Some things get better with age: The Mekons' latest (in stores Tuesday) features acoustic, pub-ready stompers such as "Give Me Wine or Money" and "Dickie Chalkie and Nobby." Lest you think these veteran British punks are permanently obsessed with the past, check out the blues-skronk number "Zeroes and Ones," a cynical ode to the digital world.
-- Kevin O'Donnell
"Ear Drum" (Blacksmith/Warner Bros)
This Brooklyn rapper counts 50 Cent and Jay-Z among his biggest supporters, and for good reason. Kweli's commanding delivery and the well-executed songs on his sixth album (due Tuesday) consistently provide pointed commentary ("Country Cousins," "Eat to Live") and masterful production ("Hostile Gospel," "In the Mood").
-- Soren Baker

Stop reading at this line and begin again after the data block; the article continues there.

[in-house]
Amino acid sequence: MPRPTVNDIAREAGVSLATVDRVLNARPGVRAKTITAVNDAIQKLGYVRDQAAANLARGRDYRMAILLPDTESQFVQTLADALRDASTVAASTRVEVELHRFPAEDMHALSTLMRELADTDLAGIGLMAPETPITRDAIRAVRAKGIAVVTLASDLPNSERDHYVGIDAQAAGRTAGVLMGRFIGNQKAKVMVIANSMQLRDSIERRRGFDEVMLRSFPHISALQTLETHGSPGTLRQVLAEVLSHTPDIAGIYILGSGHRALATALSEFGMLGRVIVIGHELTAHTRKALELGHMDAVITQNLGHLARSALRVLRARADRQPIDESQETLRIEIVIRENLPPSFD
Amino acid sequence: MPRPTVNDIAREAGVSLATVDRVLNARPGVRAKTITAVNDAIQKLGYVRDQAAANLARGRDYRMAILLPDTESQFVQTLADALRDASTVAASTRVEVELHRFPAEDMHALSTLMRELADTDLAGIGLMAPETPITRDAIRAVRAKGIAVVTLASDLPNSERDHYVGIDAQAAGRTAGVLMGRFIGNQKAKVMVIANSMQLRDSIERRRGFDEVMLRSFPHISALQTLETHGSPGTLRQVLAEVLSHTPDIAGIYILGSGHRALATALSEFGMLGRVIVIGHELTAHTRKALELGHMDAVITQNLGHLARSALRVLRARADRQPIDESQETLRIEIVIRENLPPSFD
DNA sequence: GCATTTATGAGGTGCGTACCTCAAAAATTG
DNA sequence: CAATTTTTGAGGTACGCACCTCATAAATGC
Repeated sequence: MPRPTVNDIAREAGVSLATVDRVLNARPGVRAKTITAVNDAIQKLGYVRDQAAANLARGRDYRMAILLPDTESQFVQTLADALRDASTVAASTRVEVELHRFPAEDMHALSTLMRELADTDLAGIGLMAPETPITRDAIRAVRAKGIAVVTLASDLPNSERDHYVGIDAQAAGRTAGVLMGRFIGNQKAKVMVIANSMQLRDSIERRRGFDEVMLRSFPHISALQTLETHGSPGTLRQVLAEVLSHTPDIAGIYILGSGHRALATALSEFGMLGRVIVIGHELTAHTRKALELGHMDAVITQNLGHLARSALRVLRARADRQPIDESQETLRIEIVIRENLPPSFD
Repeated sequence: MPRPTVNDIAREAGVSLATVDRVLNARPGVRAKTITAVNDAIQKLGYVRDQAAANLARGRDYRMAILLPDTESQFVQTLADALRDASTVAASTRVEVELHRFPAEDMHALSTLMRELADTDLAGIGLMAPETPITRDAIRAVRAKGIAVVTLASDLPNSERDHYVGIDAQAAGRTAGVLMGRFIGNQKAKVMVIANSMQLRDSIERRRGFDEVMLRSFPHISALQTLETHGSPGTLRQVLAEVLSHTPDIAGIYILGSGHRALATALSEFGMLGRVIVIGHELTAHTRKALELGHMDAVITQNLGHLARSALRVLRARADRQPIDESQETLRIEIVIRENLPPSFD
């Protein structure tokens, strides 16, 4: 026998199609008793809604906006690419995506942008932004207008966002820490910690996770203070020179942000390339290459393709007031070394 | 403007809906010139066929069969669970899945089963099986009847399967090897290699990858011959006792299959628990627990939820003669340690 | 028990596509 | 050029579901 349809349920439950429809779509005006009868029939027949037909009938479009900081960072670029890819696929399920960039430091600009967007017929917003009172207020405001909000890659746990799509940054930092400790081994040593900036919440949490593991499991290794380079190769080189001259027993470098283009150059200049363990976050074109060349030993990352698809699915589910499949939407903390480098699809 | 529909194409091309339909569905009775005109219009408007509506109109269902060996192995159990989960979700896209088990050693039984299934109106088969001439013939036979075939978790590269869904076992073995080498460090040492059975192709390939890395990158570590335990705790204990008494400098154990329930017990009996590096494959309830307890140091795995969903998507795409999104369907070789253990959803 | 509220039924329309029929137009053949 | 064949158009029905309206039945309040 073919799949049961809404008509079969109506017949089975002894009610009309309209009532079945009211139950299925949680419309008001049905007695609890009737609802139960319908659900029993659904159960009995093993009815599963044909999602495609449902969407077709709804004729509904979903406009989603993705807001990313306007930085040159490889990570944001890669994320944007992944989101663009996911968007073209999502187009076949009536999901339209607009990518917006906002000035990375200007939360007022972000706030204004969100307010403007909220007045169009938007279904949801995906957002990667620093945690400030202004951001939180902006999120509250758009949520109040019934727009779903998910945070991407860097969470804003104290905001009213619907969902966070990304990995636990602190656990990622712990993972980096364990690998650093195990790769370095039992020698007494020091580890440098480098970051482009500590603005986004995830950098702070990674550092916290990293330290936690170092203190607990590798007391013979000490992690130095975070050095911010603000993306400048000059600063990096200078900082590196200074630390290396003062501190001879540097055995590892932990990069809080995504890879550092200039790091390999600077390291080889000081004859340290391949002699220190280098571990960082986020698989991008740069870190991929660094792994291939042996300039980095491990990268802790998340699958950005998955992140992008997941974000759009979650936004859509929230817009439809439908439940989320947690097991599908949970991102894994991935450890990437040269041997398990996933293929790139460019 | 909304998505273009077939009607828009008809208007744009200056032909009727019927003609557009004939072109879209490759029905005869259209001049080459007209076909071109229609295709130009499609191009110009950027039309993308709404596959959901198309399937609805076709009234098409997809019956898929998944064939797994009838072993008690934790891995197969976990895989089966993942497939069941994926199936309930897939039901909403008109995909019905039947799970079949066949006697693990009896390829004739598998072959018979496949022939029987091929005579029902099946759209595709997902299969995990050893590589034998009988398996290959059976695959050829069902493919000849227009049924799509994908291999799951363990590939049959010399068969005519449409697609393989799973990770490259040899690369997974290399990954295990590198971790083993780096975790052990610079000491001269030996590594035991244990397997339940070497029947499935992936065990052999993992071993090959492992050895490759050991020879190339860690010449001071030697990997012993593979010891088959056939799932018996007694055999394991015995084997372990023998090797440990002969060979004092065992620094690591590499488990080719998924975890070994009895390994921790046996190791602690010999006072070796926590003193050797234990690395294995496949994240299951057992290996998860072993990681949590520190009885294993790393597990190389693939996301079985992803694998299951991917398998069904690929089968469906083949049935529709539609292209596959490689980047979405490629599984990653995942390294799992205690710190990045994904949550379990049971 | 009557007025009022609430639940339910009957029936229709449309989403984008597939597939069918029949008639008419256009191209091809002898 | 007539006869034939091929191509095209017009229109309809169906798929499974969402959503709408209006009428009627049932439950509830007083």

The Section Quartet
Despite endearingly billing itself as "the loudest string quartet on the planet," this L.A. foursome can't match the visceral punch of the rock acts whose music they cover here, including Queens of the Stone Age, Led Zeppelin, the Strokes and David Bowie. Yet on "Fuzzbox" (due Tuesday), these four string players, with help from producer Linda Perry, succeed magnificently in translating the alienation, loneliness, wit and rage contained in the originals.
-- Randy Lewis
"We Sing of Only Blood or Love" (Fat Possum)
He does sing of blood, and love, but in the Louisiana-based performer, who made a name for himself fronting deadboy and the Elephantmen, is fixated primarily on death. Riggs' supple wail and mix of rural tradition and rock crunch recall Chris Cornell in his Temple of the Dog days, but he asserts his own voice in this swampy saga of spiritual torment and redemption. His range as a writer is narrow, but he opens things up with a rousing version of Richard Thompson's (you guessed it) "Wall of Death."
-- Richard Cromelin